I’m trying to get an early start this morning in writing to you but it looks as if I’ll not have a smooth time of it because there are a lot of fellows around and everybody is talking and joking and in general – trying to prevent me from writing. I’m in the C.P. tent of Battery D – at the moment – but I think I’ll have to go outside if I ever expect to get this finished.
No mail came from battalion for me last night, dear, but I shouldn’t complain too much because I have heard from you quite regularly. In that connection, sweetheart, I intended to mention something to you about that before – namely your writing every day – now that you’re working every day. I realize dear that you have a pretty full schedule these days and that occasionally you have something or other to do of an evening. If you try to write every evening – you’ll get all tired out. I’d rather you didn’t write of an evening darling than to see you writing at midnight or past that – as you have done so often before, dear. Mind you – the more I hear from you – the more I love it – but you do have a job now and I’ll understand. It’s different with me, darling. Most days of the week I can get a letter off to you – at some hour of the day or night. Occasionally we make a move at an awkward hour – or something else turns up – and I can’t write, but ordinarily I can, I do – and I love to.
I don’t know what I would have done, darling, over here, if I didn’t have you to think of, love, write to and dream about. The mental comfort it has given me not only in the present – but in the plans for a future – is something I just can’t describe. It’s just something to lean on when things are slow and lonesome over here; when you’re cold and wet, or tired and dirty, or completely fed up with the whole business – you get a flash of a sweetheart at home – waiting for you – and then all the inconveniences you are experiencing seem so trivial and temporary compared to what’s waiting for you back home. This thought hits me at least every day and usually several times a day – and I know, darling, that I don’t tell you often enough just what I do think. I can say only this, though, that by now – my love has grown to such proportions – that even I didn’t suspect was possible. My every thought concerns you, dear, and us – and the truth is – I just can’t consider my post-war life without you as my prime motif.
Well, I sort of rambled out a lot of words, sweetheart, but they all add up to the fact that I love you and that’s that!
Darling – I’ll have to stop now because it’s getting more and more confusing here – and besides – I’ve got something to do at one of the sections – interview a chronic alcoholic with a view to getting rid of him. I’ve got to hand in a report. The enclosed snaps – dear – make 43 in all – so far, I believe.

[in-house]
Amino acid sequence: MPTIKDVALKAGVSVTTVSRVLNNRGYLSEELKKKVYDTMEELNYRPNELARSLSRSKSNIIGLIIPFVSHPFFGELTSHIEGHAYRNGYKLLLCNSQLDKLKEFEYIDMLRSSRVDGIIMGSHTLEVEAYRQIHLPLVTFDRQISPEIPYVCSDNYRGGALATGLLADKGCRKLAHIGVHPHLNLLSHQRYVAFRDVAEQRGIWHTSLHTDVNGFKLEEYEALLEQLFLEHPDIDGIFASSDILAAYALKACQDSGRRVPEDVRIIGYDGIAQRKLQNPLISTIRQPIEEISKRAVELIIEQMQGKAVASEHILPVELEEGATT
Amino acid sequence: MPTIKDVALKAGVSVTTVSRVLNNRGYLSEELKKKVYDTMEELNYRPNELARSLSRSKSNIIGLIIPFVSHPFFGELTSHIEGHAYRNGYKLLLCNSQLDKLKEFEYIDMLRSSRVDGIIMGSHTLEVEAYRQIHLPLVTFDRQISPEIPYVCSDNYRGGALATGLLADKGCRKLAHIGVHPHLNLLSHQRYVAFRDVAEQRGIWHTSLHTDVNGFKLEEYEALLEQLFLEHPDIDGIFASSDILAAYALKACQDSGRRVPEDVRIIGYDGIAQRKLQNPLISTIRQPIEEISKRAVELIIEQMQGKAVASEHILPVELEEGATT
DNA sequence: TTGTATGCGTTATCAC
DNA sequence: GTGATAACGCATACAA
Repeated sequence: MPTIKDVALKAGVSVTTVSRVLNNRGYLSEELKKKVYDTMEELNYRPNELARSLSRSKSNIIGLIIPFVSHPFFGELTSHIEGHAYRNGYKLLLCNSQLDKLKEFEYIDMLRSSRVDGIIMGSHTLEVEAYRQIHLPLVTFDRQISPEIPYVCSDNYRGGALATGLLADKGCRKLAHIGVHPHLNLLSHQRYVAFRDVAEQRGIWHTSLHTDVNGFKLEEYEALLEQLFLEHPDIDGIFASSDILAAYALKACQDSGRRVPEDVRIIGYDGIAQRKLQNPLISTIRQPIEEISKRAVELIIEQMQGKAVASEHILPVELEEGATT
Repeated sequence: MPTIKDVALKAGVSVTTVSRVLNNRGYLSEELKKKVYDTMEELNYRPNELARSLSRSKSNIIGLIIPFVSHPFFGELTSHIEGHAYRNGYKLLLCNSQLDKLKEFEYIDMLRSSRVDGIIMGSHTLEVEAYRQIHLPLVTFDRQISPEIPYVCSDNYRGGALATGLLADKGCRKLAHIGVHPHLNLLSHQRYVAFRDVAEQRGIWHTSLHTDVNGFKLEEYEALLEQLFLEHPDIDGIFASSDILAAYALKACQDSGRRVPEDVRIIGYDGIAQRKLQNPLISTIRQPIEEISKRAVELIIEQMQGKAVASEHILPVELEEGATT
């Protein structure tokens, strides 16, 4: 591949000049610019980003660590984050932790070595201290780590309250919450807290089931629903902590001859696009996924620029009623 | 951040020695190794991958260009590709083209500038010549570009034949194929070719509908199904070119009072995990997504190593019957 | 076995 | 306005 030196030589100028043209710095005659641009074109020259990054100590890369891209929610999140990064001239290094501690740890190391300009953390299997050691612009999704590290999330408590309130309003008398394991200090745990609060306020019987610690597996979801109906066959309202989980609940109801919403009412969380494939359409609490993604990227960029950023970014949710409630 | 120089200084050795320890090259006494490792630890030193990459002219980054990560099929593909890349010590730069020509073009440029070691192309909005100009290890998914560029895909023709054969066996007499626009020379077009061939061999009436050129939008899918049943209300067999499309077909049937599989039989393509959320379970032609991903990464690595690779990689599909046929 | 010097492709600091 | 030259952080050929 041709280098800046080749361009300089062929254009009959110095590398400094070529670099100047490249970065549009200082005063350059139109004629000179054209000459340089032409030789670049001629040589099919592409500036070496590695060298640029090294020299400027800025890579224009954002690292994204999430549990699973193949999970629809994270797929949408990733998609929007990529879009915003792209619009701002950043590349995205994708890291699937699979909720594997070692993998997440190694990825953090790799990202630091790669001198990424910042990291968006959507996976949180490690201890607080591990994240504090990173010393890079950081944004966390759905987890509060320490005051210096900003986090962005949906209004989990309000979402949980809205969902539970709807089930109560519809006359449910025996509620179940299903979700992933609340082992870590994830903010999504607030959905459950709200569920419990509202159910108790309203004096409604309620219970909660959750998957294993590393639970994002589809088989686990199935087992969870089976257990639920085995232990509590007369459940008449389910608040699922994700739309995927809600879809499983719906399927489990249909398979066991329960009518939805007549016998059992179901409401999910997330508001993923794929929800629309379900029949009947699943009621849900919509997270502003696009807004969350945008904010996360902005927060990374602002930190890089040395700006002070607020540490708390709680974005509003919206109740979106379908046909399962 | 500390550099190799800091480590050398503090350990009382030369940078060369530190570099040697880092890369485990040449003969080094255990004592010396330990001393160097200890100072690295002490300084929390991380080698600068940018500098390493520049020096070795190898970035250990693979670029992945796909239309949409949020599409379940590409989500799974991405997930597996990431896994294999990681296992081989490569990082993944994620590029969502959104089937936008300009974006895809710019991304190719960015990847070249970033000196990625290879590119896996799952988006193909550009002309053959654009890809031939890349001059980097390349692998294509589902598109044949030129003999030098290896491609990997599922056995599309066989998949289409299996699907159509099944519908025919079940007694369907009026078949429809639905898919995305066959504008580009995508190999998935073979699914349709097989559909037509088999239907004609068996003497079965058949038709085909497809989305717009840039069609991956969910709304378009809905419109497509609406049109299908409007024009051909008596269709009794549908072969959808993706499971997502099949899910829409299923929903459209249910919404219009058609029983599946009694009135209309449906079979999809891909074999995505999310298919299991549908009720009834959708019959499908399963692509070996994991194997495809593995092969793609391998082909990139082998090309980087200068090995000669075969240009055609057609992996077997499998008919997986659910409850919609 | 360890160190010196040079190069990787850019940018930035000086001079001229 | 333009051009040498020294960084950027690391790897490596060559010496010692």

Hope to hear from you tonite, dearest. For the while – love to the folks and all
Operation Market Garden - Part VI
British 1st Airborne Division
The Poles settled on the other side of the river near Driel and made contact with a reconnaissance unit of the 2nd Army’s Household Cavalry which had succeeded in getting around the German positions at the Nijmegen Bridge. Two British soldiers managed to cross the river and inform Sosabowski of a plan to bring the Polish soldiers and supplies across the river at 0300 the next morning using two amphibious vehicles. But at 2100 hours, Sosabowski started ferrying his men across the river in groups of six using rubber rafts. A German parachute flare illuminated the river and machine gun fire ripped through the night. The Poles tried moving further downstream but were again under intense fire. When Sosabowski called the operation off in the early morning hours of Saturday, only 50 men had made it across. Meanwhile, Major General Roy Urquhart in Oosterbeek estimated he had less than 3,000 men left. Convinced that XXX Corps didn’t appreciate the desperate nature of his situation, he began considering a withdrawal across the Lower Rhine.
|Major-General Stanislaw Sosabowski|
U.S. 82nd Airborne Division
With the Nijmegen Bridge taken, the 82nd Airborne Division achieved its assignment, but they still had to defend the landing zone near Overasselt where the 325th Glider Infantry had to land. This landing had been scheduled for September the 19th, but the 325th still hadn't arrived. The Germans were fighting back along the front line, but the Americans held their positions with some support from British tanks. The Germans’ attacks weren't a real threat to the XXX Corps’ corridor.
U.S. 101st Airborne Division
|The 506th Regiment 2nd Battalion "Easy Company"|
101st Airborne Division in Veghel
22 September 1944